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221 - 230 of 363 results for: all courses

LINGUIST 160: Introduction to Language Change

Principles of historical linguistics:, the nature of language change. Kinds and causes of change, variation and diffusion of changes through populations, differentiation of dialects and languages, determination and classification of historical relationships among languages, the reconstruction of ancestral languages and intermediate changes, parallels with cultural and genetic evolutionary theory, and implications of variation and change for the description and explanation of language in general. Prerequisite: introductory course in linguistics.
Last offered: Autumn 2018 | UG Reqs: GER:DB-SocSci, WAY-FR

LINGUIST 167: Languages of the World

The diversity of human languages, their sound systems, vocabularies, and grammars. Tracing historical relationships between languages and language families. Parallels with genetic evolutionary theory. Language policy, endangered languages and heritage languages. Classification of sign languages.
Last offered: Spring 2020 | UG Reqs: GER:DB-SocSci, WAY-ED

MATSCI 159Q: Japanese Companies and Japanese Society (ENGR 159Q)

Preference to sophomores. The structure of a Japanese company from the point of view of Japanese society. Visiting researchers from Japanese companies give presentations on their research enterprise. The Japanese research ethic. The home campus equivalent of a Kyoto SCTI course.
Terms: Spr | Units: 3 | UG Reqs: GER:DB-SocSci
Instructors: Sinclair, R. (PI)

NATIVEAM 16: Native Americans in the 21st Century: Encounters, Identity, and Sovereignty in Contemporary America (ANTHRO 16, ARCHLGY 16)

What does it mean to be a Native American in the 21st century? Beyond traditional portrayals of military conquests, cultural collapse, and assimilation, the relationships between Native Americans and American society. Focus is on three themes leading to in-class moot court trials: colonial encounters and colonizing discourses; frontiers and boundaries; and sovereignty of self and nation. Topics include gender in native communities, American Indian law, readings by native authors, and Indians in film and popular culture.
Last offered: Spring 2020 | UG Reqs: GER:DB-SocSci, GER:EC-AmerCul, WAY-ED, WAY-SI

NATIVEAM 116: Decolonizing the Indigenous Classroom (CSRE 116, CSRE 302, EDUC 186, EDUC 286)

Using Indigenous and decolonizing perspectives on education, this interdisciplinary course will examine interaction and language in cross-cultural educational situations, including language, literacy and interethnic communication as they relate to Indigenous American classrooms. Special attention will be paid to implications of social, cultural and linguistic diversity for educational practice, along with various strategies for bridging intercultural differences between schools and Native communities.
Terms: Win | Units: 3-5 | UG Reqs: GER:DB-SocSci

NATIVEAM 139: American Indians in Contemporary Society (SOC 139, SOC 239)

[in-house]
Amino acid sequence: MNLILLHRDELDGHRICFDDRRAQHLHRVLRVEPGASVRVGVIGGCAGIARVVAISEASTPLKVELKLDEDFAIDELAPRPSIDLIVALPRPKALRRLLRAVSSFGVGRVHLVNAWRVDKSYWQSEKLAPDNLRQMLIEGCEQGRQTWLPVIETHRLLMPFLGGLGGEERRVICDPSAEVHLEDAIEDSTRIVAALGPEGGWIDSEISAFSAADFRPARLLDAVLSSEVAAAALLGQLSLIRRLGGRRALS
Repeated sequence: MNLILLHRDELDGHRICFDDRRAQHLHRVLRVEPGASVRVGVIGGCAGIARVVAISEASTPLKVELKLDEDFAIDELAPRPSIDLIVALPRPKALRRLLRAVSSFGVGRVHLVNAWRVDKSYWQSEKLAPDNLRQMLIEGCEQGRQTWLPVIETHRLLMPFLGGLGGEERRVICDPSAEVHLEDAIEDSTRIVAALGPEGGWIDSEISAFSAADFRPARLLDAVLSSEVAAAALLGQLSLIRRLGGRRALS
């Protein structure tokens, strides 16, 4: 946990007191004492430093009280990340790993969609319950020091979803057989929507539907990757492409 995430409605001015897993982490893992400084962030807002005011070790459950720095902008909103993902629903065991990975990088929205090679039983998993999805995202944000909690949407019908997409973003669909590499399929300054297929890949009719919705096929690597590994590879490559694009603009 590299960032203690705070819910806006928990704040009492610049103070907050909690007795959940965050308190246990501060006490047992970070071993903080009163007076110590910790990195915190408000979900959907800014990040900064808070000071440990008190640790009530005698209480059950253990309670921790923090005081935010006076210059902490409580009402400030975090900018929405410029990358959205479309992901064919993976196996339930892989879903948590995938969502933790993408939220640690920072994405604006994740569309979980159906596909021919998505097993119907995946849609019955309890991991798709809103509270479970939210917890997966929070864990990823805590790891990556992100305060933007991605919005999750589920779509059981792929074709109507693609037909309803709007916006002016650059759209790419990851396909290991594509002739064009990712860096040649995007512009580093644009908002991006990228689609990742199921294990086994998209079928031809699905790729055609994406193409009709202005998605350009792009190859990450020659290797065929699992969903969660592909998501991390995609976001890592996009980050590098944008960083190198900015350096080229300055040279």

(Graduate students register for 239.) The social position of American Indians in contemporary American society, 1890 to the present. The demographic resurgence of American Indians, changes in social and economic status, ethnic identification and political mobilization, and institutions such as tribal governments and the Bureau of Indian Affairs. Recommended: 138 or a course in American history.
Last offered: Spring 2015 | UG Reqs: GER:DB-SocSci, GER:EC-AmerCul

OSPAUSTL 40: Australian Studies: History, Society and Culture Down Under

Introduction to Australian society, history, culture, politics, and identity. Social and cultural framework and working understanding of Australia in relationship to the focus on coastal environment in other program courses. Field trips.
Terms: Aut | Units: 3 | UG Reqs: GER:DB-SocSci, GER:EC-GlobalCom, WAY-ED, WAY-SI

OSPBER 66: Theory from the Bleachers: Reading German Sports and Culture

German culture past and present through the lens of sports. Intellectual, societal, and historical-political contexts. Comparisons to Britain, France, and the U.S. The concepts of Körperkultur, Leistung, Show, Verein, and Haltung. Fair play, the relation of team and individual, production and deconstruction of sports heroes and heroines, and sports nationalism. Sources include sports narrations and images, attendance at sports events, and English and German texts. Will be taught in German if there are enough students with sufficient knowledge of German.
Last offered: Winter 2020 | UG Reqs: GER:DB-SocSci, WAY-A-II

OSPBER 126X: A People's Union? Money, Markets, and Identity in the EU

The institutional architecture of the EU and its current agenda. Weaknesses, strengths, and relations with partners and neighbors. Discussions with European students. Field trips; guest speakers.
Last offered: Spring 2020 | UG Reqs: GER:DB-SocSci, GER:EC-GlobalCom, WAY-SI

OSPBER 174: Sports, Culture, and Gender in Comparative Perspective

Theory and history of mass spectator sports and their role in modern societies. Comparisons with U.S., Britain, and France; the peculiarities of sports in German culture. Body and competition cultures, with emphasis on the entry of women into sports, the modification of body ideals, and the formation and negotiation of gender identities in and through sports. The relationship between sports and politics, including the 1936 Berlin Olympic Games. In German. Prerequisite: completion of GERLANG 3 or equivalent.
Last offered: Spring 2020 | UG Reqs: GER:DB-SocSci, GER:EC-Gender, WAY-ED
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